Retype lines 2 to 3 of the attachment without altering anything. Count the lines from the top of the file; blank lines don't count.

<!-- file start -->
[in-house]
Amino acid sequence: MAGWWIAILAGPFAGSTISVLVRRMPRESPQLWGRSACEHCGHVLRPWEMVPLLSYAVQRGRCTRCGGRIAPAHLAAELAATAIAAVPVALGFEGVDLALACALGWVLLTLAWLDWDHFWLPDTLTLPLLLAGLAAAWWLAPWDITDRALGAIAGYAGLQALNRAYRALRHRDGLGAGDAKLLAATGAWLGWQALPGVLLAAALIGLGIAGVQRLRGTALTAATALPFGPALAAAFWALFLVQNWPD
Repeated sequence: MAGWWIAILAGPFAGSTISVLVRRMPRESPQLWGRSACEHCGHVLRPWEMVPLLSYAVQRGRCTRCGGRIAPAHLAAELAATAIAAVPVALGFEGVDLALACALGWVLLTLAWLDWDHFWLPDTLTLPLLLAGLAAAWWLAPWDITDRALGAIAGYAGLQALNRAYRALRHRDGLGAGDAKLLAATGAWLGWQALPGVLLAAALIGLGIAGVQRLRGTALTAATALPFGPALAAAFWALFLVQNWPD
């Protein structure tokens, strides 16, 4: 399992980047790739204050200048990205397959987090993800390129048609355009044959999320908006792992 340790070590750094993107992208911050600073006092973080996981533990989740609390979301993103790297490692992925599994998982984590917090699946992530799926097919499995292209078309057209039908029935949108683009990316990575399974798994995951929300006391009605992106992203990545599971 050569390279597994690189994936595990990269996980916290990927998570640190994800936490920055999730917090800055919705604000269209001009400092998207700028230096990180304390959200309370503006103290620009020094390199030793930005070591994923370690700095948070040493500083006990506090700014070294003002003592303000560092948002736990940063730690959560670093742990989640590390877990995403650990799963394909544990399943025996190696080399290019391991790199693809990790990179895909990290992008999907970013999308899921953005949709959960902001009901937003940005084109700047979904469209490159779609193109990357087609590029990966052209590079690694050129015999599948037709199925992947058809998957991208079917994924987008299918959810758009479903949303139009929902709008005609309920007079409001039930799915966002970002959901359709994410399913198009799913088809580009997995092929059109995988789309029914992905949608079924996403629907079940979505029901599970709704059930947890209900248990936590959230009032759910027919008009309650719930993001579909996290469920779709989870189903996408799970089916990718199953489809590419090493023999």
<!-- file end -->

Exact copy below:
Amino acid sequence: MAGWWIAILAGPFAGSTISVLVRRMPRESPQLWGRSACEHCGHVLRPWEMVPLLSYAVQRGRCTRCGGRIAPAHLAAELAATAIAAVPVALGFEGVDLALACALGWVLLTLAWLDWDHFWLPDTLTLPLLLAGLAAAWWLAPWDITDRALGAIAGYAGLQALNRAYRALRHRDGLGAGDAKLLAATGAWLGWQALPGVLLAAALIGLGIAGVQRLRGTALTAATALPFGPALAAAFWALFLVQNWPD
Repeated sequence: MAGWWIAILAGPFAGSTISVLVRRMPRESPQLWGRSACEHCGHVLRPWEMVPLLSYAVQRGRCTRCGGRIAPAHLAAELAATAIAAVPVALGFEGVDLALACALGWVLLTLAWLDWDHFWLPDTLTLPLLLAGLAAAWWLAPWDITDRALGAIAGYAGLQALNRAYRALRHRDGLGAGDAKLLAATGAWLGWQALPGVLLAAALIGLGIAGVQRLRGTALTAATALPFGPALAAAFWALFLVQNWPD